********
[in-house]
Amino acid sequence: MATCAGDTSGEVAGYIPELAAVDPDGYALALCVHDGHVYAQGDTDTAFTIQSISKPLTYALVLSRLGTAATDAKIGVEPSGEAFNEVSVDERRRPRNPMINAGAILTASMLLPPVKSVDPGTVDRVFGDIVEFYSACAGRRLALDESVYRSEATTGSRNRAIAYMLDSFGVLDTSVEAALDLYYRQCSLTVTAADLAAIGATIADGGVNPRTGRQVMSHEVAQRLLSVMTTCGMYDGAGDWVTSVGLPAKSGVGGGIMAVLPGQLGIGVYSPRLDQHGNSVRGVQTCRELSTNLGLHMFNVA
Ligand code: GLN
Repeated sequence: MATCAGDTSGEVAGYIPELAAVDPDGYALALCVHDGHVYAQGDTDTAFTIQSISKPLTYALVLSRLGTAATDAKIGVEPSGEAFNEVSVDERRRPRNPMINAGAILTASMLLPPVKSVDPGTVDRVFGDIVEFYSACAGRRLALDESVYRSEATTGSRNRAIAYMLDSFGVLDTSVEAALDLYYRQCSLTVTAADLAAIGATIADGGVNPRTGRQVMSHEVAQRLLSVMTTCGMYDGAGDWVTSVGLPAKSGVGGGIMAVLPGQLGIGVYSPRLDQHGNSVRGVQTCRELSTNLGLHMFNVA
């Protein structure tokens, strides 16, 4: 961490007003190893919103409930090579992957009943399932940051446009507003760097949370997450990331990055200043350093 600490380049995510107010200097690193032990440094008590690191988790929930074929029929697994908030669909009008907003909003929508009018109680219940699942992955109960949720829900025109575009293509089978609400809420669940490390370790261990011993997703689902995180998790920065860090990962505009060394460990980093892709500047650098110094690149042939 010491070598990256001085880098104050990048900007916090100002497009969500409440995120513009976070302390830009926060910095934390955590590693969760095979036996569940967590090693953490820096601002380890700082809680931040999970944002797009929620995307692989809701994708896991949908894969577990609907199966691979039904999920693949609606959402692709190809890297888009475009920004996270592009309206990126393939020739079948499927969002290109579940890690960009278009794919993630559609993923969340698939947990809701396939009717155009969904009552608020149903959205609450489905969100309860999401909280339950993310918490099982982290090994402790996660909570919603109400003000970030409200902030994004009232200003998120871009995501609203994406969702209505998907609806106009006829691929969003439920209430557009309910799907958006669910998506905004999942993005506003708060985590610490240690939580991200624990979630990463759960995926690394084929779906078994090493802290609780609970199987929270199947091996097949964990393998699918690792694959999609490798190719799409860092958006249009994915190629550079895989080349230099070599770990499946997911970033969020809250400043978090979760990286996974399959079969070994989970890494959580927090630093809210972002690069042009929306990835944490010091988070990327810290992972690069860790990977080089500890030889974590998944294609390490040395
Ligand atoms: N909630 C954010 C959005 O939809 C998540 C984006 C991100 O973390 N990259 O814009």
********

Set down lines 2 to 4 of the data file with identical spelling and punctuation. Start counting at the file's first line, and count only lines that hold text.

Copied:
Amino acid sequence: MATCAGDTSGEVAGYIPELAAVDPDGYALALCVHDGHVYAQGDTDTAFTIQSISKPLTYALVLSRLGTAATDAKIGVEPSGEAFNEVSVDERRRPRNPMINAGAILTASMLLPPVKSVDPGTVDRVFGDIVEFYSACAGRRLALDESVYRSEATTGSRNRAIAYMLDSFGVLDTSVEAALDLYYRQCSLTVTAADLAAIGATIADGGVNPRTGRQVMSHEVAQRLLSVMTTCGMYDGAGDWVTSVGLPAKSGVGGGIMAVLPGQLGIGVYSPRLDQHGNSVRGVQTCRELSTNLGLHMFNVA
Ligand code: GLN
Repeated sequence: MATCAGDTSGEVAGYIPELAAVDPDGYALALCVHDGHVYAQGDTDTAFTIQSISKPLTYALVLSRLGTAATDAKIGVEPSGEAFNEVSVDERRRPRNPMINAGAILTASMLLPPVKSVDPGTVDRVFGDIVEFYSACAGRRLALDESVYRSEATTGSRNRAIAYMLDSFGVLDTSVEAALDLYYRQCSLTVTAADLAAIGATIADGGVNPRTGRQVMSHEVAQRLLSVMTTCGMYDGAGDWVTSVGLPAKSGVGGGIMAVLPGQLGIGVYSPRLDQHGNSVRGVQTCRELSTNLGLHMFNVA